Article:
KOTA KINABALU: Sabah’s renowned businessman, Datuk Richard Bainon, will be laid to rest in his hometown Keningau, today. He was 65.
Described as a ‘genuine one-of-a-kind person’, his childhood friend Datuk Seri Dr Maximus Ongkili said Bainon’s demise is a great loss to the state and country, especially to the KadazanDusunMurut (KDM) entrepreneurs.
“He is truly a gem among stones. There is no one like him. His approach to business was unique and different from other business groups. He didn’t just develop a business and let it sit as a family asset. Rather, he developed a business, enhanced its assets, created a value chain, reaped its value, and then let the business go as an ongoing concern.
“That was DRB’s strategy in wealth creation,” said the Minister in the Prime Minister’s Department (Sabah and Sarawak Affairs) of his childhood friend.
Bainon, or fondly called DRB by his close friends, owns the RB Pacific Sdn Bhd, which is the operating franchiser of the Big Apple Donuts and Coffee in Malaysia.
Ongkili, in a tribute to Bainon, shared details of their friendship, which went a long way. He recalled him as having a humble beginning, but through determination and willpower, he rose to be a respectable businessman, not just in Sabah, but the country, and even worldwide.
“I remember in 1972, my family moved to Keningau, where I became classmates with DRB at SMK Keningau (now SMK Gunsanad). We were the last Form 5 batch who sat for the Cambridge Overseas School Certificate (OSC), which marked the starting of the Malaysian Schools Certificate (MCE).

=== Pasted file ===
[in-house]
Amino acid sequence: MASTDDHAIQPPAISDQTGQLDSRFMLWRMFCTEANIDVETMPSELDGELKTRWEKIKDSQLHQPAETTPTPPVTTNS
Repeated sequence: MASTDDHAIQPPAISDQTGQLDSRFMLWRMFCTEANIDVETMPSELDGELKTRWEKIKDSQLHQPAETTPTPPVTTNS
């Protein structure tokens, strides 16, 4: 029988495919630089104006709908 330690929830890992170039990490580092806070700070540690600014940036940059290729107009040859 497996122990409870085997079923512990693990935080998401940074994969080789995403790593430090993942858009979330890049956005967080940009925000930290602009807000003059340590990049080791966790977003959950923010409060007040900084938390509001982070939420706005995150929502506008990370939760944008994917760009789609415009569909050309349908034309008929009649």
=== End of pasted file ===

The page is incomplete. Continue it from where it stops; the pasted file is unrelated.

“We used to go to his house, which was just seven minutes walk from the school, before adjourning to ‘mandi sungai’ at the Pegalan River. His house was also our gathering spot before going for ‘mitatabang’ (gotong-royong) at nearby villages,” he said.
Ongkili pursued his Form 6 at Sabah College in Kota Kinabalu while DRB took up a job with the Borneo Inscape as an Executive Cadet. Later, Ongkili flew to Australia for higher education while DRB did his degree in the United States of America.
“Upon returning from the USA, he joined the Sedco Group, Industrial Division, together with now Chief Minister Datuk Seri Panglima Hajiji Noor. But DRB was always thirsty for challenges, and he moved to Kuala Lumpur to commence work with Golden Hope Bhd as a marketing executive, and eventually landed the top job as an international marketing manager that took him around the world marketing timber and rubberwood products, including laminated molding and timber flooring,” said Ongkili.
Bainon had vast experiences in marketing and businesses and even ventured into tourism-based sector, including ownership of the Kinabalu Nature Resorts and Mantanani Beach Resort. Both resorts were later sold off as an ongoing concern to the Sutera Resorts Group.
“DRB’s approach to business was unique and different from other business groups. He didn’t just develop a business and let it sit as a family asset. Rather, he developed a business, enhanced its assets, created a value chain, reaped its value, and then let the business go as an ongoing concern. That was DRB’s strategy in wealth creation.